As professional cyclists from all over the world descend on Santa Rosa for the start of Amgen Tour of California this Sunday, an up and coming Petaluma athlete will be sharing the spotlight.
Ryan Eastman is just 19, but has already spent two years as a professional cyclist, jetting around the world from race to race and maintaining grueling schedule that keeps him riding more than 20 hours a week.
But what makes Eastman’s participation in the eight-day race even more impressive is that his team, Bontrager Live Armstrong based in Austin, Texas, will be the only one made up of cyclists under 23 years old.
"It is exciting to see someone born and raised in Petaluma doing the Tour of California, especially at his age,” says Andrew Christensen, owner of , a downtown cycling store where Eastman often hangs out when he is back in town.
“To be able to do such a major stage race with the best cyclists in the world so early in his career shows what potential Ryan has to become one of the future major players in the cycling world."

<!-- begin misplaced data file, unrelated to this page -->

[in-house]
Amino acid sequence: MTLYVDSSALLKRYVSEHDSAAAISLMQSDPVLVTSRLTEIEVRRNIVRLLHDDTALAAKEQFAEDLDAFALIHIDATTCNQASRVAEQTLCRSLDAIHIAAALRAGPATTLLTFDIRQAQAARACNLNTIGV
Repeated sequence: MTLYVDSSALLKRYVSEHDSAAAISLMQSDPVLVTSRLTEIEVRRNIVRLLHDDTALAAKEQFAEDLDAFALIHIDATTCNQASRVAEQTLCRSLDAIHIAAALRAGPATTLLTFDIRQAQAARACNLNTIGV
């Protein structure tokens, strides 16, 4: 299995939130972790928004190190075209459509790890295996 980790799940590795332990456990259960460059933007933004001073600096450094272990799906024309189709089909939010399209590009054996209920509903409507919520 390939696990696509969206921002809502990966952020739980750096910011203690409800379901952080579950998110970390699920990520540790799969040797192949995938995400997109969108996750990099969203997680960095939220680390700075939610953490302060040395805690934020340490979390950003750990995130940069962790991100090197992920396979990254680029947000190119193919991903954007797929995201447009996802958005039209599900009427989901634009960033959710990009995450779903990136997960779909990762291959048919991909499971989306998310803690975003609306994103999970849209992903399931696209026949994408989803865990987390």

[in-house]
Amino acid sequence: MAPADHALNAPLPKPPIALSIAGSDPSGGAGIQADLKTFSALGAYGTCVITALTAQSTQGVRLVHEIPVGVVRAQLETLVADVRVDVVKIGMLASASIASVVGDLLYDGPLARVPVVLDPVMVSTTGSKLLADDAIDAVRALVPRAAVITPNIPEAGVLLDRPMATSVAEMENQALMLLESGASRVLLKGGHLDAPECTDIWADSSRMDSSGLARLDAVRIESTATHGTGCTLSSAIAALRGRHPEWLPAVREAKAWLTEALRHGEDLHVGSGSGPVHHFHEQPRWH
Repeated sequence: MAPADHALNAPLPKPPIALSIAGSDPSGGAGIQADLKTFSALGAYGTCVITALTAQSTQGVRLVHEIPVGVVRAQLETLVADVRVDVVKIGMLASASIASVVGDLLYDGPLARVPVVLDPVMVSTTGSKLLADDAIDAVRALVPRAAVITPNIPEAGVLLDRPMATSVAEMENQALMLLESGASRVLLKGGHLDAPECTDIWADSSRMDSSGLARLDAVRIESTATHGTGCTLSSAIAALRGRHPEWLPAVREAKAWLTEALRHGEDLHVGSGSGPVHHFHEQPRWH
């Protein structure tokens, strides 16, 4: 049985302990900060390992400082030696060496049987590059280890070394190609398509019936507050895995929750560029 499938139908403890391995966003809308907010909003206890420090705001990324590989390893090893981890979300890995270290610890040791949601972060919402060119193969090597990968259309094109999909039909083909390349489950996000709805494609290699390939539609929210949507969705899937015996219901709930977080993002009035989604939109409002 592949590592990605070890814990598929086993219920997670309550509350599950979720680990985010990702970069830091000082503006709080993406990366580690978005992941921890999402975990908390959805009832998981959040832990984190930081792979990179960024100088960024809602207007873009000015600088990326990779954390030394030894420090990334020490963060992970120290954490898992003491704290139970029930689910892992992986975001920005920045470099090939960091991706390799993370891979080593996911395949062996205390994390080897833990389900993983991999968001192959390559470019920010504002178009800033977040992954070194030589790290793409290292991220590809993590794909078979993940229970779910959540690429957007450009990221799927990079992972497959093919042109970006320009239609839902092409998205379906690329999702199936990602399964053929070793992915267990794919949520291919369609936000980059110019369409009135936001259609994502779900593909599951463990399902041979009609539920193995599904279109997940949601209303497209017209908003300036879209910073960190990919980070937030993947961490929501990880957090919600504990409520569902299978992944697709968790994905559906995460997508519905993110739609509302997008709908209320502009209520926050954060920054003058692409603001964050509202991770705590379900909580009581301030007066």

The Valley Oaks grad spent last year competing in Europe and ended the season racing in the Caribbean. This year Eastman was back in Europe, then doing altitude training in Boulder, Colorado, followed by the Tour of the Gila in Silver City, New Mexico. Even when he is back home, his daily routine is tough, training an average of four hours a day and watching everything he eats.
“With cycling, the mental challenge is huge, it’s as hard as the physical challenge of it,” says Eastman. “You’re out there for so long.”
But he admits that the fans who line the sides of the road during the race are a big help and go a long way toward helping cyclists “push through it.”
The Tour of California is also a tremendous opportunity for young riders because it’s a chance to be spotted by a professional cycling club. If Eastman or another member of his team does well, he has a chance to join the World Tour team and compete in the top cycling races.
The young champ got into cycling by accident. Eastman was playing soccer when he met cycling star Steven Cozza, who was dating his friend’s sister. He found that he enjoyed the speed and that he had the strength to go far and fast. He joined the U.S. National Racing Team in 2009 and went pro a year later.
Now, as Eastman prepares for a grueling ride through from Santa Rosa through San Francisco, San Jose and the Central Valley before arriving in Beverly Hills, he is philosophical about the challenge ahead.
“At the end of the day, it’s just another bike race,” he says. “It’s a different level, but it’s still the same concept.”
The race will be broadcast live on NBC starting this Sunday.